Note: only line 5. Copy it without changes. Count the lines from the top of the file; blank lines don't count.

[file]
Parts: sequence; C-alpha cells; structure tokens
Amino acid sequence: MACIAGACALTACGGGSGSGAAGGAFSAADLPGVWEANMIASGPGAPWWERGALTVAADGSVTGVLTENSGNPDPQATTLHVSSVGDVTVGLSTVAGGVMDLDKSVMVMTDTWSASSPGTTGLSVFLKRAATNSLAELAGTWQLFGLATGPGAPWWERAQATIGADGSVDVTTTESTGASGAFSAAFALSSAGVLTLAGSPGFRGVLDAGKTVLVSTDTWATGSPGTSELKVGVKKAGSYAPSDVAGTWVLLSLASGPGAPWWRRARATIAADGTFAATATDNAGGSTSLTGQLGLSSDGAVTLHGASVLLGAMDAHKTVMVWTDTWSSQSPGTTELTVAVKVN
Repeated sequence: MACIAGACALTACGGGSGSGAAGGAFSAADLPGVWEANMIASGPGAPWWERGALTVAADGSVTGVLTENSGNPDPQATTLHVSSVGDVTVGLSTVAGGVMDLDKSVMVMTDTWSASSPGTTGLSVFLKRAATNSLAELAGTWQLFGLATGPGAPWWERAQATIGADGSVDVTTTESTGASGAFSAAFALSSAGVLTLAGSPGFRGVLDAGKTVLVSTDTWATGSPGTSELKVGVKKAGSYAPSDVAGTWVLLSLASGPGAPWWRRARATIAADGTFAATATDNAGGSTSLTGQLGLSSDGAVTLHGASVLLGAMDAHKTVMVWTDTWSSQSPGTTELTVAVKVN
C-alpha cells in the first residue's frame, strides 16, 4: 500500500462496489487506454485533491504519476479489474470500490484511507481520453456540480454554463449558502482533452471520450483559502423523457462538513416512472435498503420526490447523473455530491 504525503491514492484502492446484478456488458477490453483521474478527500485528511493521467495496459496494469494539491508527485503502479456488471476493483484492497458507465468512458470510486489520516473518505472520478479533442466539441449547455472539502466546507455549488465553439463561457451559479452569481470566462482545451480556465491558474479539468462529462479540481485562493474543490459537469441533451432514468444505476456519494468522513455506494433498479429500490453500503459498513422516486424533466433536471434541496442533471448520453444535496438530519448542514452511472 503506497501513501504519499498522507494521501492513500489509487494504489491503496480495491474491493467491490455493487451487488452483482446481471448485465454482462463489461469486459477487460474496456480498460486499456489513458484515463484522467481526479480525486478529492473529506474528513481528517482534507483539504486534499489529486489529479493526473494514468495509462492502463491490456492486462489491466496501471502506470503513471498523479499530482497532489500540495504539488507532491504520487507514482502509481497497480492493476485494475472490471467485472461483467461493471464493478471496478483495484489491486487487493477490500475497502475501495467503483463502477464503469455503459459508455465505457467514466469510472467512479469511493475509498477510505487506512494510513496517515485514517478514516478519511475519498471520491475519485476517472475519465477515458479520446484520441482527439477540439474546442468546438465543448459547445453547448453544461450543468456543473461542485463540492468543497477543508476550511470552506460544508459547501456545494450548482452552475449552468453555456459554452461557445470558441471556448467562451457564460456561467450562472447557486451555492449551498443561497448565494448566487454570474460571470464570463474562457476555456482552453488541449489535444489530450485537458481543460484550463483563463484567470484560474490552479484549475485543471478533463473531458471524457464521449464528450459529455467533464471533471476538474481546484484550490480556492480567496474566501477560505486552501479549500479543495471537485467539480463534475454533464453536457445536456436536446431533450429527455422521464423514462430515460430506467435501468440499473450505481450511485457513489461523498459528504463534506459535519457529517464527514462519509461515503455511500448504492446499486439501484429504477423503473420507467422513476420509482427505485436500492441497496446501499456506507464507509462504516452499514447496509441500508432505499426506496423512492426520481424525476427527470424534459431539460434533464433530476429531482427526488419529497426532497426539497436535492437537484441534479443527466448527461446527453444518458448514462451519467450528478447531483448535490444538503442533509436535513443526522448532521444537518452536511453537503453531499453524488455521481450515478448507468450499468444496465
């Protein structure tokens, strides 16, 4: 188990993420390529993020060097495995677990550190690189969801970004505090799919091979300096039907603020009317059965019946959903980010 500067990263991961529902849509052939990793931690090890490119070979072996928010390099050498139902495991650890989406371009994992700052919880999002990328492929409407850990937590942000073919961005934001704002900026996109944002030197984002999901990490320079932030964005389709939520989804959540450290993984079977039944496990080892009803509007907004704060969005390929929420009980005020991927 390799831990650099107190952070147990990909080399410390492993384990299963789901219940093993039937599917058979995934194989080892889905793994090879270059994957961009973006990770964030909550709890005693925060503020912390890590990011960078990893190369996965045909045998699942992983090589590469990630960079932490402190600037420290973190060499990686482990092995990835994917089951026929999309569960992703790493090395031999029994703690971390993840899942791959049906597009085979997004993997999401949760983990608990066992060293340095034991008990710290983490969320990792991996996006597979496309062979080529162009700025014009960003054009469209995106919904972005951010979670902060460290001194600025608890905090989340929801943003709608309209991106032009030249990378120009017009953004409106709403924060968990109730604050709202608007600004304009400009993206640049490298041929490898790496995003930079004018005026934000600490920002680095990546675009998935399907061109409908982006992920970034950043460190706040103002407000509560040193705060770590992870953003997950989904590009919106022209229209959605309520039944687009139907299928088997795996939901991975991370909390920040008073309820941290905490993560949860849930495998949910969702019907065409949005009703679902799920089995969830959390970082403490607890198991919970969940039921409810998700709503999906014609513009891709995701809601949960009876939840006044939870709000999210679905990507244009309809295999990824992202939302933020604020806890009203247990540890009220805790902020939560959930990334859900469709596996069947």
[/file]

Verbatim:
């Protein structure tokens, strides 16, 4: 188990993420390529993020060097495995677990550190690189969801970004505090799919091979300096039907603020009317059965019946959903980010 500067990263991961529902849509052939990793931690090890490119070979072996928010390099050498139902495991650890989406371009994992700052919880999002990328492929409407850990937590942000073919961005934001704002900026996109944002030197984002999901990490320079932030964005389709939520989804959540450290993984079977039944496990080892009803509007907004704060969005390929929420009980005020991927 390799831990650099107190952070147990990909080399410390492993384990299963789901219940093993039937599917058979995934194989080892889905793994090879270059994957961009973006990770964030909550709890005693925060503020912390890590990011960078990893190369996965045909045998699942992983090589590469990630960079932490402190600037420290973190060499990686482990092995990835994917089951026929999309569960992703790493090395031999029994703690971390993840899942791959049906597009085979997004993997999401949760983990608990066992060293340095034991008990710290983490969320990792991996996006597979496309062979080529162009700025014009960003054009469209995106919904972005951010979670902060460290001194600025608890905090989340929801943003709608309209991106032009030249990378120009017009953004409106709403924060968990109730604050709202608007600004304009400009993206640049490298041929490898790496995003930079004018005026934000600490920002680095990546675009998935399907061109409908982006992920970034950043460190706040103002407000509560040193705060770590992870953003997950989904590009919106022209229209959605309520039944687009139907299928088997795996939901991975991370909390920040008073309820941290905490993560949860849930495998949910969702019907065409949005009703679902799920089995969830959390970082403490607890198991919970969940039921409810998700709503999906014609513009891709995701809601949960009876939840006044939870709000999210679905990507244009309809295999990824992202939302933020604020806890009203247990540890009220805790902020939560959930990334859900469709596996069947």